Fundamentally, I think if you are using a 3 season tent in winter, you should have a 4 season sleeping bag. I didn’t and used my 3 season bag but I compensated for that with the emergency bivi bag on the outside. However, even if I had the 4 season sleeping bag I would still utilize the bivi on the outside of it in that type of cold weather.
I feel it worked really well and would only provide more warmth and protection. The only slight downside was that the sleeping bag can get damp inside a basic emergency bivi. This could probably be helped with a few holes in the bivi but that may defeat the purpose of it's proper use. All in all, it worked well though and I was warm.
In terms of shelter and protection, the best I can ascertain, the main difference between a 3 season tent and a 4 season tent is that 3 season has more ventilation and doesn’t line snug to the ground. This means that more air from outside can get into the tent environment and so, in winter, means it is colder in the tent.
I did notice a draft coming in along the bottom of the tent in places. In terms of protection, I think the tent is primarily there to protect you from the wind, rain, snow, etc. and it’s the sleeping system you have that does the rest e.g. keep you warm and as comfortable as possible.
The other thing that is worth noting is that I think using a 3 season in winter, every so often is probably fine. However, I think that if you were to use it regularly in winter, it would probably not hold up as well in terms of length of use. That is fair enough though, as it is a 3 season my hunch is just that it isn’t meant for those type of tough winter conditions all the time.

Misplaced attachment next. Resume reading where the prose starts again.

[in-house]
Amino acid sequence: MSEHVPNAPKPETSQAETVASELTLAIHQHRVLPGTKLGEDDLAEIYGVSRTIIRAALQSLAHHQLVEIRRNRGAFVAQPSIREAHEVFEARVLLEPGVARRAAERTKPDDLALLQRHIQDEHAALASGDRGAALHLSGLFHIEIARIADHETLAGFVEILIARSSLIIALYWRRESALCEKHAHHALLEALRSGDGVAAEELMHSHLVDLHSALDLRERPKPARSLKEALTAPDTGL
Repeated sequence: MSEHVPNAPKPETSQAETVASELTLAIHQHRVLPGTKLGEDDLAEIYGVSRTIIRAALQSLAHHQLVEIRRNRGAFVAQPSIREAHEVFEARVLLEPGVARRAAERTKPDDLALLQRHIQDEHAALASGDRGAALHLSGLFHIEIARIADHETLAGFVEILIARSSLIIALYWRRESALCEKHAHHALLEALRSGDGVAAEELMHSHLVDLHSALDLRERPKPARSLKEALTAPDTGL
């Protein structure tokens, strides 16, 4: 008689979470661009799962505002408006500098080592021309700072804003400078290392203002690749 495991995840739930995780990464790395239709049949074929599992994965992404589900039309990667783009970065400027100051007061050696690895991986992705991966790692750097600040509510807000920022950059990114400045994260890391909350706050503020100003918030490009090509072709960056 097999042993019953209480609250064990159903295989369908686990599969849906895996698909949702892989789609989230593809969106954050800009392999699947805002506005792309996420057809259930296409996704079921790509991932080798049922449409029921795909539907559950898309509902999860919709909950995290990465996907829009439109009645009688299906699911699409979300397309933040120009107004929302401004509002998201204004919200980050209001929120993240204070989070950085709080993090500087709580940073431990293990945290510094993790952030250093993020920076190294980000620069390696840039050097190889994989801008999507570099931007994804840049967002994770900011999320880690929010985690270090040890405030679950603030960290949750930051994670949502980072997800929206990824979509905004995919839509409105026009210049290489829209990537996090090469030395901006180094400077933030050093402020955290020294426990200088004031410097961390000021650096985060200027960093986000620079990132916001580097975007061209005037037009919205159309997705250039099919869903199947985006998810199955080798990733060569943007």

So, the main question for this post was, can you use a 3 season tent in winter? I can confirm that the answer to that question is, yes, you can indeed! However, I say that with a few caveats.
First and foremost, if you’re going into hard-core winter weather for any length of time, you should have a 4 season tent that is able for the conditions you are hiking and camping in. So, while a 3 season work’s fine, you of course need to take account of the camping conditions. If the conditions are too severe, you’re taking a risk using only a 3 season tent.
Secondly, what was definitely critical to all this working was the camping sleep system. If you plan to use a 3 season tent in winter conditions, you should use a 4 season sleeping bag that will keep you warmer in very cold conditions. A good addition to that is to put your sleeping bag into a bivi bag for an added bit of protection. Finally, a sleeping bag liner will be good to have too.
I hope you found this article useful. If you plan to use a 3 season tent in the winter or in colder conditions, I highly recommend testing it out first. For example, camp in winter in the type of bad conditions you are considering but keep close enough to your car first time out. Worst case, if something doesn’t work out, you can make a dash for the vehicle and stay protected in it for the evening.
My general feeling on all of this is as with any camping or backpacking trip, you need to develop a system, and trial and error in relative safety will go a long way to keeping you good in more remote regions.
Any thoughts or comments please leave them in the comments below!